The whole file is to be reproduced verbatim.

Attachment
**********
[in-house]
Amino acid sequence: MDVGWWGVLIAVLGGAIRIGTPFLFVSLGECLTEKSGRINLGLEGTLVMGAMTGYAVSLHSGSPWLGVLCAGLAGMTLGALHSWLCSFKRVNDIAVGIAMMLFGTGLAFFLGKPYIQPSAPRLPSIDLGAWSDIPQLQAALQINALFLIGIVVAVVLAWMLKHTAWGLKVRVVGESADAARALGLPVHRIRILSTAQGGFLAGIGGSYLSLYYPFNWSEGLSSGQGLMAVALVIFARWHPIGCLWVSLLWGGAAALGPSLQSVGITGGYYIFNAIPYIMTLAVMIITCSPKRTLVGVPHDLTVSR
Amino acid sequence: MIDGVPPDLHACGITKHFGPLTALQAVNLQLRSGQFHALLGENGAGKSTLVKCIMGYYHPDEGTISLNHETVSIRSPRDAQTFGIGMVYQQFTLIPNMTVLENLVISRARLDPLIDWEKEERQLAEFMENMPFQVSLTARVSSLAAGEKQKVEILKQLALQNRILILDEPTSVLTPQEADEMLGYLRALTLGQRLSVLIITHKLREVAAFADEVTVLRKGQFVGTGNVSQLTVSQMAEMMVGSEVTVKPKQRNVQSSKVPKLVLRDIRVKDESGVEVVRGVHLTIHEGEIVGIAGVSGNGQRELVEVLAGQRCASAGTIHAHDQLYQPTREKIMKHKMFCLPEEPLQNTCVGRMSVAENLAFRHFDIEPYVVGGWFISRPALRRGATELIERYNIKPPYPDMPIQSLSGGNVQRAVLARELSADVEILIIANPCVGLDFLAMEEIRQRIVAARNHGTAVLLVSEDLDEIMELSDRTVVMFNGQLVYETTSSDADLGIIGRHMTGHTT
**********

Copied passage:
[in-house]
Amino acid sequence: MDVGWWGVLIAVLGGAIRIGTPFLFVSLGECLTEKSGRINLGLEGTLVMGAMTGYAVSLHSGSPWLGVLCAGLAGMTLGALHSWLCSFKRVNDIAVGIAMMLFGTGLAFFLGKPYIQPSAPRLPSIDLGAWSDIPQLQAALQINALFLIGIVVAVVLAWMLKHTAWGLKVRVVGESADAARALGLPVHRIRILSTAQGGFLAGIGGSYLSLYYPFNWSEGLSSGQGLMAVALVIFARWHPIGCLWVSLLWGGAAALGPSLQSVGITGGYYIFNAIPYIMTLAVMIITCSPKRTLVGVPHDLTVSR
Amino acid sequence: MIDGVPPDLHACGITKHFGPLTALQAVNLQLRSGQFHALLGENGAGKSTLVKCIMGYYHPDEGTISLNHETVSIRSPRDAQTFGIGMVYQQFTLIPNMTVLENLVISRARLDPLIDWEKEERQLAEFMENMPFQVSLTARVSSLAAGEKQKVEILKQLALQNRILILDEPTSVLTPQEADEMLGYLRALTLGQRLSVLIITHKLREVAAFADEVTVLRKGQFVGTGNVSQLTVSQMAEMMVGSEVTVKPKQRNVQSSKVPKLVLRDIRVKDESGVEVVRGVHLTIHEGEIVGIAGVSGNGQRELVEVLAGQRCASAGTIHAHDQLYQPTREKIMKHKMFCLPEEPLQNTCVGRMSVAENLAFRHFDIEPYVVGGWFISRPALRRGATELIERYNIKPPYPDMPIQSLSGGNVQRAVLARELSADVEILIIANPCVGLDFLAMEEIRQRIVAARNHGTAVLLVSEDLDEIMELSDRTVVMFNGQLVYETTSSDADLGIIGRHMTGHTT